Friedrich Miescher Institute for Biomedical Research

Basel, Switzerland

Friedrich Miescher Institute for Biomedical Research

Basel, Switzerland

The Friedrich Miescher Institute for Biomedical Research is a world-class center for basic research in life science based in Basel, Switzerland. Wikipedia.

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Patent
Friedrich Miescher Institute for Biomedical Research | Date: 2017-08-02

The present invention relates to a method for treating breast cancer in a subject having a breast cancer of the estrogen receptor (ER) negative type, which method comprises the step of administering to said subject a therapeutically effective amount of a modulator of the Large Tumor Suppressor Kinase (LATS). Also provided are a si RNA decreasing or silencing the expression of the Large Tumor Suppressor Kinase (LATS), and an antibody specifically binding to the Large Tumor Suppressor Kinase (LATS), for use to treat breast cancer of the estrogen receptor (ER) negative type.


Patent
Friedrich Miescher Institute for Biomedical Research | Date: 2017-04-19

The present application provides a method for treating an influenza virus infection in a subject characterised in that a therapeutically effective amount of a modulator of the ubiquitin-binding property of HDAC6 is administered to said subject. The present application also provides an antibody binding to HADC6 and decreasing or blocking its ubiquitin-binding properties for use in treating an influenza virus infection.


Patent
Friedrich Miescher Institute for Biomedical Research and University of Basel | Date: 2017-01-04

The application relates to a method for predicting a risk for preeclampsia in a subject, said method comprising analysing a sample from the subject for the level of expression of miR455 and comparing the level of expression of miR455 in the sample from the subject to the levels of miR455 in a control sample, wherein a significantly lower expression of miR455 as compared to the expression of miR455 in the control is indicative of a risk for preeclampsia.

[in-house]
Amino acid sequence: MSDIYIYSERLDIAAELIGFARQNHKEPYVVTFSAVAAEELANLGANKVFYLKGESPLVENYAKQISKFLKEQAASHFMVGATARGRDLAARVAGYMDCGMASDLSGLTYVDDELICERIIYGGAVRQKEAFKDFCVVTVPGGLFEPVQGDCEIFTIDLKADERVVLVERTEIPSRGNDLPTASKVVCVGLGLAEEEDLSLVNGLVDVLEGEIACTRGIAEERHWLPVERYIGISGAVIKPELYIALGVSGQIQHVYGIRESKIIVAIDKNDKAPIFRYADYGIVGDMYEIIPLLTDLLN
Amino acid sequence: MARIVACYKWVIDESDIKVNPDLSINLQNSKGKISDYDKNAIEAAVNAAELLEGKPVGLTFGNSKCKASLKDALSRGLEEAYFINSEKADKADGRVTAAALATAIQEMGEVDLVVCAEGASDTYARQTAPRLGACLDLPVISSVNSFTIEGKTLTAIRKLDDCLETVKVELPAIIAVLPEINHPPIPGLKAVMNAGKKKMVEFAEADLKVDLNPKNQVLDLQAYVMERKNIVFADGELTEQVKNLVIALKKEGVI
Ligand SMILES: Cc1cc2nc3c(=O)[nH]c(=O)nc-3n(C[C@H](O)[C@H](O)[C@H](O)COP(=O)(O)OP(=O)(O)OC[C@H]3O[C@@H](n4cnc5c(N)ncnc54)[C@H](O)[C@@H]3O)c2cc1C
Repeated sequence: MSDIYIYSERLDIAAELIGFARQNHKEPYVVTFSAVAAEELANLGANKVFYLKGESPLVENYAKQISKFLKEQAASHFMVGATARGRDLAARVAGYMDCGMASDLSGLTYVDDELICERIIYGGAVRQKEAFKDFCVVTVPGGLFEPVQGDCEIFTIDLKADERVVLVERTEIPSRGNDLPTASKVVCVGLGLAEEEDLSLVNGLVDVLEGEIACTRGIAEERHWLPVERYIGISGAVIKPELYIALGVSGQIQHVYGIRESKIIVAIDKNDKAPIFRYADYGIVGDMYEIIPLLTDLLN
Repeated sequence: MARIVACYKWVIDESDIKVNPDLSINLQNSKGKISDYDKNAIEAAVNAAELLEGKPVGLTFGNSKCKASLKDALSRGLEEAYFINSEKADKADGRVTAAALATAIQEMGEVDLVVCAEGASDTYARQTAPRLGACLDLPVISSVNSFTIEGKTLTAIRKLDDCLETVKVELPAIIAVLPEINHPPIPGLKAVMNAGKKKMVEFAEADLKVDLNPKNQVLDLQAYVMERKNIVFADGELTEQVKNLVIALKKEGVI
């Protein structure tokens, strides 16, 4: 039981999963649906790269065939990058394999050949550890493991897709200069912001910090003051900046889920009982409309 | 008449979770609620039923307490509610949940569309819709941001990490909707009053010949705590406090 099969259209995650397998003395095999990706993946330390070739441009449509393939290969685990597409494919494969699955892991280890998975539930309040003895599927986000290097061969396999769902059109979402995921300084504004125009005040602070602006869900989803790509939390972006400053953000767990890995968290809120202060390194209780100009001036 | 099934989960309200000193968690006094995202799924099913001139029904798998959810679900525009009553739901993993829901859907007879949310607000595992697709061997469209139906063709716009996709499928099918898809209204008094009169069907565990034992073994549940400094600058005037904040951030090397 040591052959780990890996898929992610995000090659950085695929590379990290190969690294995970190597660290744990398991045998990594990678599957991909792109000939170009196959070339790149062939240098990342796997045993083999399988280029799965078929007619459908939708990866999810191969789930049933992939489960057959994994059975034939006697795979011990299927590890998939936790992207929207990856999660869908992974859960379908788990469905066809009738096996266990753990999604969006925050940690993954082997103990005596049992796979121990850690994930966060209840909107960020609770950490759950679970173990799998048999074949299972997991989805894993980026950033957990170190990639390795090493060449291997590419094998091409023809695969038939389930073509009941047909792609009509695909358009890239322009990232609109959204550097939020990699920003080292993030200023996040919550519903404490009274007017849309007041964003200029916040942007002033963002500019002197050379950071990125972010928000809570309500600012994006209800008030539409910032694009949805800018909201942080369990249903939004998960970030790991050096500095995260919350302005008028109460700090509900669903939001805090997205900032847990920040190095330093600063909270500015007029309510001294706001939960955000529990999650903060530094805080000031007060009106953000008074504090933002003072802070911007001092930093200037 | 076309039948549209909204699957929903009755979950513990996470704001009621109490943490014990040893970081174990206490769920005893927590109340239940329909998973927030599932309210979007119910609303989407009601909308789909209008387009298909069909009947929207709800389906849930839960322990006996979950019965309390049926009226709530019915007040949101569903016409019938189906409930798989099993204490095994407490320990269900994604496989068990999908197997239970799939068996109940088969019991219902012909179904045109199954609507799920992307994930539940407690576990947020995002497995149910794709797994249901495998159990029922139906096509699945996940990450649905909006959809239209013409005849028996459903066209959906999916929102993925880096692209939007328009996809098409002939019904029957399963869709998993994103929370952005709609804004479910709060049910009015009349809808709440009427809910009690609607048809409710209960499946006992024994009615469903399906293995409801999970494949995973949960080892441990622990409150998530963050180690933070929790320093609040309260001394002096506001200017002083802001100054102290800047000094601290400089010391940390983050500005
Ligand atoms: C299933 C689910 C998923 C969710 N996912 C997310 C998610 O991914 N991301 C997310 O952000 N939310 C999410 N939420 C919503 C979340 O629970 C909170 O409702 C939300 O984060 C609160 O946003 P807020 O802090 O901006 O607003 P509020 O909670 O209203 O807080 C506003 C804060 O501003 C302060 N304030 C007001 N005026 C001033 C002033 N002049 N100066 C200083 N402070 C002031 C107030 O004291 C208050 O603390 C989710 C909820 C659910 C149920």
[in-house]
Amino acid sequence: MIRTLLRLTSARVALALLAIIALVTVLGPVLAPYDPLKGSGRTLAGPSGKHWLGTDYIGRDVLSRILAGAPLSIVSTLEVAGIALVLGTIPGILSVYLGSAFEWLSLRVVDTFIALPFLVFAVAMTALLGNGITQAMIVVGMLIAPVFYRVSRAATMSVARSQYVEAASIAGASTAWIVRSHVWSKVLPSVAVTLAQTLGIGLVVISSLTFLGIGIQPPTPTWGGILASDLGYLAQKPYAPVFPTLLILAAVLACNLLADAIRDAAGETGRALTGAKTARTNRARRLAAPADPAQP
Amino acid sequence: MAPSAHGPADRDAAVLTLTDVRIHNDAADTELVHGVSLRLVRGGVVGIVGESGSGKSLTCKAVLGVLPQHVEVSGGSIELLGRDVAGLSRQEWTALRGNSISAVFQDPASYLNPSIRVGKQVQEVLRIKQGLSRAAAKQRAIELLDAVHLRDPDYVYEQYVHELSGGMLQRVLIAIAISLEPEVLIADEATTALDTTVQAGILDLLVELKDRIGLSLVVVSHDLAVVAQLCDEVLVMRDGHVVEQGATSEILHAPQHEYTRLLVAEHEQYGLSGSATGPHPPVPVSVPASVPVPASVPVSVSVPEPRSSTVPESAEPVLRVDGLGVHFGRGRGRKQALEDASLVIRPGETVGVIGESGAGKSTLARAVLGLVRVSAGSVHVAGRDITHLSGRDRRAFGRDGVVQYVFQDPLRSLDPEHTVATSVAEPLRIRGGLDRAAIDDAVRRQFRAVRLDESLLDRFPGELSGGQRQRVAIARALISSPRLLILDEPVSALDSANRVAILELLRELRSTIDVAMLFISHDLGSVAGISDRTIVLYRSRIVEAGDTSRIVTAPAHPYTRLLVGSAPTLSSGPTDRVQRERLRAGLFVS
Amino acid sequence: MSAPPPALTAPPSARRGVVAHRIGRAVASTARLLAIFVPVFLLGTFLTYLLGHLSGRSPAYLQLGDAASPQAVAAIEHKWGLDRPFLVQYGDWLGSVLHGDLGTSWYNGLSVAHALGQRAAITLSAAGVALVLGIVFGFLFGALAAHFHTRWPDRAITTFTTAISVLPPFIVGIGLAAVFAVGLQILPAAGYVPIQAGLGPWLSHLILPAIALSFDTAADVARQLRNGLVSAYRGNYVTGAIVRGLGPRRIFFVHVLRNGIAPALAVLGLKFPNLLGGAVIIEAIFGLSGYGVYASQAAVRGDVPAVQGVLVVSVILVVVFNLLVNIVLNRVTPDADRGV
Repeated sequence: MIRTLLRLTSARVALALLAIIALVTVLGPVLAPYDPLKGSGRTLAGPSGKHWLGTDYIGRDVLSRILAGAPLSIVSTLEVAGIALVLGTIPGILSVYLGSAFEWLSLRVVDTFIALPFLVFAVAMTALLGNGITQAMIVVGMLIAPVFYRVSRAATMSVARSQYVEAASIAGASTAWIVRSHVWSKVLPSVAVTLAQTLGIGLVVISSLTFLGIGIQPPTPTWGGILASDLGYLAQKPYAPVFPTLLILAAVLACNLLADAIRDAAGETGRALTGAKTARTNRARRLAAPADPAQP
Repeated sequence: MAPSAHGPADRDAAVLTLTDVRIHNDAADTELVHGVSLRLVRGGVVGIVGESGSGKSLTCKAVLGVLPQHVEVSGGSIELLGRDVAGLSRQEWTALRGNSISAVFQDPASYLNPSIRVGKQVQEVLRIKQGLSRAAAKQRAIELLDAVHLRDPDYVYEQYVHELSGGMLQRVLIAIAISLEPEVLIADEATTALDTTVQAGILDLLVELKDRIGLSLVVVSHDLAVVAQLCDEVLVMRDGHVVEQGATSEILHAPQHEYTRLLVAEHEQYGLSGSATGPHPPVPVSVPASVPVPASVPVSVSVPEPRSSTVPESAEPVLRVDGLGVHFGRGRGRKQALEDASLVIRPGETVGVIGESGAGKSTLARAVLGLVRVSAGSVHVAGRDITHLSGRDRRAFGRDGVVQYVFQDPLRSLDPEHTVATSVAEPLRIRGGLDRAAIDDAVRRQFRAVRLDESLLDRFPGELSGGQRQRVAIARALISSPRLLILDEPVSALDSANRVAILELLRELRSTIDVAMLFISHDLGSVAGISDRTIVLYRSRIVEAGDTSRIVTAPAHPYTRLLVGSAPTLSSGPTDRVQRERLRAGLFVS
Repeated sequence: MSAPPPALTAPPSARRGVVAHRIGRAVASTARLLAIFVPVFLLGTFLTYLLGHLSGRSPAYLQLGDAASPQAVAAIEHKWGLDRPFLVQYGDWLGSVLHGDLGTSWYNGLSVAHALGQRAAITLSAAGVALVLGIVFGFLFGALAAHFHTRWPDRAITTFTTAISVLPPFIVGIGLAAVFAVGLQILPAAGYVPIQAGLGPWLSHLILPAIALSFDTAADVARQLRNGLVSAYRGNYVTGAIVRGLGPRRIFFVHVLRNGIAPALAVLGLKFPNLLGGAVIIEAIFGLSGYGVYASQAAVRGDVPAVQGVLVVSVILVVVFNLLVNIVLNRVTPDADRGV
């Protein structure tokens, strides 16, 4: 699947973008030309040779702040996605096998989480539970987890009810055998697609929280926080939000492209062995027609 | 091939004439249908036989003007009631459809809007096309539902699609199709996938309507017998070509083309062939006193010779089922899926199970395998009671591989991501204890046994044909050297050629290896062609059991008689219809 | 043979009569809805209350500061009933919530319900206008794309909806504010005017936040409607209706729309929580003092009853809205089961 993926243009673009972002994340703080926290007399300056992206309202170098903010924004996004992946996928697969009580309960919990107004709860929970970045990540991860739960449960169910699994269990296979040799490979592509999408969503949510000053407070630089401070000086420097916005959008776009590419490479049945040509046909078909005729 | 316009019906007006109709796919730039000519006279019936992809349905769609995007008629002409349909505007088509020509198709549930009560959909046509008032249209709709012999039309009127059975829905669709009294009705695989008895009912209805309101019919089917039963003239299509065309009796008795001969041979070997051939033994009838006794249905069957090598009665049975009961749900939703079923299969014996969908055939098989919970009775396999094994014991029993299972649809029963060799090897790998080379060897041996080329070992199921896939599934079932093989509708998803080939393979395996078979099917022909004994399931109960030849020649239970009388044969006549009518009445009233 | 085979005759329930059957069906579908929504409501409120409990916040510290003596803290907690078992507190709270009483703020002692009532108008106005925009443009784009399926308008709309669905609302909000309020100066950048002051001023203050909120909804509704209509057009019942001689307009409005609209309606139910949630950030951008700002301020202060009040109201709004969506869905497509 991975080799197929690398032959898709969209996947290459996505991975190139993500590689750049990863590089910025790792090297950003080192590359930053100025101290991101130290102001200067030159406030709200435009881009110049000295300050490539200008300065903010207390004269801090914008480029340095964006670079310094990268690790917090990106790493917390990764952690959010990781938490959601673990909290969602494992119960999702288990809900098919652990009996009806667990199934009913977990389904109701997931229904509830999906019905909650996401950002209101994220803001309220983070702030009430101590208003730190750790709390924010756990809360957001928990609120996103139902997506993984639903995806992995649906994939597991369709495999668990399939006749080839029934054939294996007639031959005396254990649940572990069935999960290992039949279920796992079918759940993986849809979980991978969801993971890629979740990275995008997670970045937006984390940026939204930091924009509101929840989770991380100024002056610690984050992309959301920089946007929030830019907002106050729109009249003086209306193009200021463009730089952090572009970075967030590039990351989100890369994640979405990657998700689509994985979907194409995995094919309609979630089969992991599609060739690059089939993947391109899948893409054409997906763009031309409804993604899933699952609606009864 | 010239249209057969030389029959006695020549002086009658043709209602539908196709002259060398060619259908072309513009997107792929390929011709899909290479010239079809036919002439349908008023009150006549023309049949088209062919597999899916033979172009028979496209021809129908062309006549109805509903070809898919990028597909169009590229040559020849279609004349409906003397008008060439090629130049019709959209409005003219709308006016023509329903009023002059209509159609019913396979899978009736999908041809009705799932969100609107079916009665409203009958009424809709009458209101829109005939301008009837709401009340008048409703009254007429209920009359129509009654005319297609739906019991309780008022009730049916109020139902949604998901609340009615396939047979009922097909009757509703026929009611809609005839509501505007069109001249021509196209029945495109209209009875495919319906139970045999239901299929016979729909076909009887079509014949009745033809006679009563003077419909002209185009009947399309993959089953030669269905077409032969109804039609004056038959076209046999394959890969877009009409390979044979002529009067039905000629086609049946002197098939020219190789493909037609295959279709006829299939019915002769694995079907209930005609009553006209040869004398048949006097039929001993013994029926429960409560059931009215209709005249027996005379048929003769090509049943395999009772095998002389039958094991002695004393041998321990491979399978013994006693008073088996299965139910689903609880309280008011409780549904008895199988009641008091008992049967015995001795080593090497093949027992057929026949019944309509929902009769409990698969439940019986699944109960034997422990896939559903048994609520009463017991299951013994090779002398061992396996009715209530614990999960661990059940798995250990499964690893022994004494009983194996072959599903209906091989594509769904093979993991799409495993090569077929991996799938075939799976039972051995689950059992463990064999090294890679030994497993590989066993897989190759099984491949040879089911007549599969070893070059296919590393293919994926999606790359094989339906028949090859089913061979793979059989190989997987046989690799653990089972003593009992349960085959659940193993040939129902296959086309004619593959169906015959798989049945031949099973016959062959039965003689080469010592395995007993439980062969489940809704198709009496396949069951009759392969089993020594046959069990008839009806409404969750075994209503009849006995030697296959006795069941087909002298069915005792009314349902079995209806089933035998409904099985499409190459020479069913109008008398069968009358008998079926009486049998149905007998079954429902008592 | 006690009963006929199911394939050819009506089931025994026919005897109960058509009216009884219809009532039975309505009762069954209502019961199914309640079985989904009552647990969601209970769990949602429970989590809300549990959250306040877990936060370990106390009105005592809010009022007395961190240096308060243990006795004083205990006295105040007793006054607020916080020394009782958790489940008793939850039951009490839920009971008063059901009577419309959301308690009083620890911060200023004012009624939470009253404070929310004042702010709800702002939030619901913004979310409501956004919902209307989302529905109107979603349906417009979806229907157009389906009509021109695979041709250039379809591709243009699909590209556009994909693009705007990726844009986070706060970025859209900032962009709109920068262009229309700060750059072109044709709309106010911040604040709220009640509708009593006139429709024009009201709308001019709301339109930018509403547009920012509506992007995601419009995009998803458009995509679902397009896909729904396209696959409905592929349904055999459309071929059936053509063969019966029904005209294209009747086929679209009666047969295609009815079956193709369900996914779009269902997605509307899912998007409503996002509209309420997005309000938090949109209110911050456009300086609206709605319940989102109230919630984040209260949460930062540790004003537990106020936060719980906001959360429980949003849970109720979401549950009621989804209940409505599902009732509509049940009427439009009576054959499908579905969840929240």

Patent
Friedrich Miescher Institute for Biomedical Research | Date: 2017-04-26

The present application relates to a method for the targeted formation of heterochromatin and/or induction of epigenetic gene silencing in a cell using a small RNA, said method comprising the step of inhibiting the Paf1 complex in said cell and the step of contacting said cell with a small RNA targeted to a region of the genome of the cell, said region being the region where heterochromatin formation and/or induction of epigenetic gene silencing should be induced.


Patent
Friedrich Miescher Institute for Biomedical Research | Date: 2017-06-07

The present invention provides an isolated nucleic acid molecule comprising, or consisting of, the nucleic acid sequence of SEQ ID NO:1 or a nucleic acid sequence of at least 200 bp having at least 80% identity to said sequence of SEQ ID NO:1, wherein said isolated nucleic acid molecule specifically leads to the expression in rod photoreceptors of a gene when operatively linked to a nucleic acid sequence coding for said gene.


Patent
Friedrich Miescher Institute for Biomedical Research | Date: 2017-05-10

The invention relates to a pharmaceutical combination which comprises (a) a compound inhibiting BRAFV600E and (b) a compound which inhibits MerTK activation; for simultaneous, separate or sequential use; a commercial package or product comprising such a combination as a combined preparation for simultaneous, separate or sequential use; and to a method of treatment of a warm-blooded animal, especially a human.